In a continuing battle against what many of the state’s faithful call an unfair bias against Catholics, the Archdiocese of Denver has uncovered a previously unseen, but sordid list of sexual abuses by many of Colorado’s public school teachers.
The Archdiocese has lifted the lid on some 85 Colorado Department of Education reports of sexual impropriety among teachers since 1997. Reportedly, the state had revoked or denied teaching licenses, all for reasons involving sexual misconduct with minors. But critics charge, the punishment ended there.
According to a report in Denver’s Rocky Mountain News, the list revealed teachers “who prey on grade-schoolers, plying them with love notes…Teachers who download pornography on their desktop computers while students sit before them…Teachers who encourage students to meet them surreptitiously after school, on out-of-town trips, and who give them marijuana or alcohol in exchange for sex.”
Recently, all three of Colorado’s bishops blasted proposed state legislation which seeks to eliminate or modify statutes of limitation allowing sexual abuse victims to wait up to 40 years before filing suits against Catholic and other private institutions in the state.
The problem, they say, is that the bills would unequally punish the Catholic Church while public school teachers and coaches accused of abuse would--because of state sovereignty laws--be all but exempt.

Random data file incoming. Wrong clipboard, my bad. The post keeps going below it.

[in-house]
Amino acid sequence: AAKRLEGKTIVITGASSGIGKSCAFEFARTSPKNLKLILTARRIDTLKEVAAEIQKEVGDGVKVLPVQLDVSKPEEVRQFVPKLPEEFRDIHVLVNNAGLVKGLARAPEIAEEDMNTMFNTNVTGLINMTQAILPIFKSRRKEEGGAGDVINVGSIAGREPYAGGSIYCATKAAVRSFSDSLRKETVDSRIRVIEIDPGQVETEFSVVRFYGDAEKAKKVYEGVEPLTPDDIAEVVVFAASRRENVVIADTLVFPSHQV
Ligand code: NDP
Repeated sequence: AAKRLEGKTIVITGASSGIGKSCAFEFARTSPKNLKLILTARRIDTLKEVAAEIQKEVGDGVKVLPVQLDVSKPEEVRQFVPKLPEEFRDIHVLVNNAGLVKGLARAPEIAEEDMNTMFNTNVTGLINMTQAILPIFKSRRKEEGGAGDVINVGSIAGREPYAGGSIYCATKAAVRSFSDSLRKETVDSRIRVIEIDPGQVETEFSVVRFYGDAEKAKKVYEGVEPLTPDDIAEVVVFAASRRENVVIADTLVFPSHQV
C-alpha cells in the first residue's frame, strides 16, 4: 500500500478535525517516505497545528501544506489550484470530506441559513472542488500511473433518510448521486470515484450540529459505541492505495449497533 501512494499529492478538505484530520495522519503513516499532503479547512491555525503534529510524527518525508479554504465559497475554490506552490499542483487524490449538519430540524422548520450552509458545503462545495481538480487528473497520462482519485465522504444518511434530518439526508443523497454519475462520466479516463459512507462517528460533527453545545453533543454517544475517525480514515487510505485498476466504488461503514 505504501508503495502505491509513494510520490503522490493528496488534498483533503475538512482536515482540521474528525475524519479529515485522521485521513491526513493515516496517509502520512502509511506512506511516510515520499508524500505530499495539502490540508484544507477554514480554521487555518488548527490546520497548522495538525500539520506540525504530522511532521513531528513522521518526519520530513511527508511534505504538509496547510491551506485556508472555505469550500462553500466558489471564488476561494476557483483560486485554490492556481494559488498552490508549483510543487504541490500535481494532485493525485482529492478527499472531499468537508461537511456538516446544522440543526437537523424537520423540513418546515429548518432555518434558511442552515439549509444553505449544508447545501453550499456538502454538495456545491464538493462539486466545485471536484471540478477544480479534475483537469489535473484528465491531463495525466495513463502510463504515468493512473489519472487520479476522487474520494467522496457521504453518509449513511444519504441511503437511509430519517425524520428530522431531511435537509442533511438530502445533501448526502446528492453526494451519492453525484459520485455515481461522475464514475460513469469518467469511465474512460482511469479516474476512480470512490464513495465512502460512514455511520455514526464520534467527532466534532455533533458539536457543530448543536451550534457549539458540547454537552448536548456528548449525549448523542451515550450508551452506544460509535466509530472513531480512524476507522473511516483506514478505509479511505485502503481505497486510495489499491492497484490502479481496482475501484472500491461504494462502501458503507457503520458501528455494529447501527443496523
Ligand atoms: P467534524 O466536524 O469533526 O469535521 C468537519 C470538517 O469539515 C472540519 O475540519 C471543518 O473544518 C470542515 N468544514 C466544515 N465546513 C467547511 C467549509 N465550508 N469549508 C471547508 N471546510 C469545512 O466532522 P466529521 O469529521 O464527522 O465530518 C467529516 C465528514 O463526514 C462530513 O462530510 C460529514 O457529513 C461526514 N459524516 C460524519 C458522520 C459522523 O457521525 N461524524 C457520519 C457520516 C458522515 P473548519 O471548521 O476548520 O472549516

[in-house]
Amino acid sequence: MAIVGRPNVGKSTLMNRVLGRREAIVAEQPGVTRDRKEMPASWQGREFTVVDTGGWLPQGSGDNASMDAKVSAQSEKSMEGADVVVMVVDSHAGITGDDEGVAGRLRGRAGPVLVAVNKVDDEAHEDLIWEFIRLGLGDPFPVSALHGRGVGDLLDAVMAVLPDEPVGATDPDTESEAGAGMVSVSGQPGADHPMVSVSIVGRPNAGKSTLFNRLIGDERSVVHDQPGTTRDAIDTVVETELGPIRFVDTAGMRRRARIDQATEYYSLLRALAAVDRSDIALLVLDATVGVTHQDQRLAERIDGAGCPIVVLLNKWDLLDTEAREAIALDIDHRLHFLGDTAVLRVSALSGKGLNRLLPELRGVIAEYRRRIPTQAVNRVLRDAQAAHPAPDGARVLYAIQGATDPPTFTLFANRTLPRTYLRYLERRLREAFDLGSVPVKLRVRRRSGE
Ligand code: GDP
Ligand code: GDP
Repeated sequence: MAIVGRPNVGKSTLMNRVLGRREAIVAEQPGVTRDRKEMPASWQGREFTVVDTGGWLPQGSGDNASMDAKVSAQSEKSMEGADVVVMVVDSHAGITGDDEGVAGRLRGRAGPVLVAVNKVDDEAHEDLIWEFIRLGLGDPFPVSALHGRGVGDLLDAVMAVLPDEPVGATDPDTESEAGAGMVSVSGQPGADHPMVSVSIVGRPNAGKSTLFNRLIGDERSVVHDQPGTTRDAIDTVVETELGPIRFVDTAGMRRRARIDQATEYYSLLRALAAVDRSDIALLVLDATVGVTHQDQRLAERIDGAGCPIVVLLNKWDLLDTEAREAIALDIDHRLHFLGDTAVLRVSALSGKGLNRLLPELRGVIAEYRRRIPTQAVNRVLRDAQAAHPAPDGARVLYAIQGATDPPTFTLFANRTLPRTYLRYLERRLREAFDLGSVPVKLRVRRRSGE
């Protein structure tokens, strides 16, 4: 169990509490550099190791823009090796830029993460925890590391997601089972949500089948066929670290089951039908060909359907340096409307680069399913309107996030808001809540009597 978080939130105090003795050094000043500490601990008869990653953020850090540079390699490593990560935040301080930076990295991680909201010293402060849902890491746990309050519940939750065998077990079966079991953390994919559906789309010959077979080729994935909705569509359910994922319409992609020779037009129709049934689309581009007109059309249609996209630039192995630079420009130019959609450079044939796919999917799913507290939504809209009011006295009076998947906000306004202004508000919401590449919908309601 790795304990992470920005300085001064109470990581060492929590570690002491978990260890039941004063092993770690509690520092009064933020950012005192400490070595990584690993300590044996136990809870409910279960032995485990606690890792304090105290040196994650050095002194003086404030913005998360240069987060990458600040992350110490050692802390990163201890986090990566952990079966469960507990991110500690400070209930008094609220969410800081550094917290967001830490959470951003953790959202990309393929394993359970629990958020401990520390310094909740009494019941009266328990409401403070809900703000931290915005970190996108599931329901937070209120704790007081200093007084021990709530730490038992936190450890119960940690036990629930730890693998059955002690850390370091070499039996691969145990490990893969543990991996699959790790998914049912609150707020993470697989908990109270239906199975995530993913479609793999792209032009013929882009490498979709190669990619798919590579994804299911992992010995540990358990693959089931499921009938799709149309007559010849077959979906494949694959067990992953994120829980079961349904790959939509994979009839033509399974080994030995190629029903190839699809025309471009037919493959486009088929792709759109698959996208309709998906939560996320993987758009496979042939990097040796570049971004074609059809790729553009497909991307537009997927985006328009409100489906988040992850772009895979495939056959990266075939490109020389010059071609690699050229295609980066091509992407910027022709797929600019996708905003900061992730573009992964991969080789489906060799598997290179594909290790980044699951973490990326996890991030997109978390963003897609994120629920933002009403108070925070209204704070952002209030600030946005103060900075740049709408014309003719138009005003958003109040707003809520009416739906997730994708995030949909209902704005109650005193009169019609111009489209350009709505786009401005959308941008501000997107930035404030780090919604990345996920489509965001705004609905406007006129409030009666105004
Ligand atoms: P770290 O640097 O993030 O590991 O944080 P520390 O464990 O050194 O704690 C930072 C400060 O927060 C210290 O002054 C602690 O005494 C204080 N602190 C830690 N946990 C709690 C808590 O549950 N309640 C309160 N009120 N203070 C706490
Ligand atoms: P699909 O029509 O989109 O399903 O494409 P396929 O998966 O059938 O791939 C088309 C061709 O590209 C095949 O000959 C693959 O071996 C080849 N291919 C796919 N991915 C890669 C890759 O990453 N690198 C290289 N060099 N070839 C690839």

In a letter, read last week to all parishioners in the Archdiocese, Denver’s Archbishop Charles Chaput said that every one of the proposed pieces of legislation “ignores the serious problem of sexual abuse in public schools and other public institutions, and focuses instead on religious and private organizations.”
“In other words,” he said, “some Colorado legislators seem determined to be harsh when it comes to Catholic and other private institutions, and much softer when it comes to their own public institutions, including public schools. And it will be families, including Catholic families, who suffer.”
The bill’s sponsors--led by state Senator Joan Fitz-Gerald argue that there is no anti-Catholic intent in the bills, but even the state’s secular newspapers and talk radio hosts question that assessment.
Rocky Mountain News columnist Vincent Carroll, wrote recently that special legislation aimed squarely at the Church “would be entirely out of line and Senate presidents never toy with anything so improper.”
He pointed out however, that the “only allegations Fitz-Gerald or anyone else seems to mention in relation to her legislation involve the church. And that the only organization already targeted by a smoothly functioning coalition of high-powered plaintiffs' attorneys and victim groups is the church.”
Archbishop Chaput has called this “an extremely serious moment” for the Church in Colorado and has encouraged the state’s faithful to contact their local representatives and demand an end to what he sees as terribly biased bills.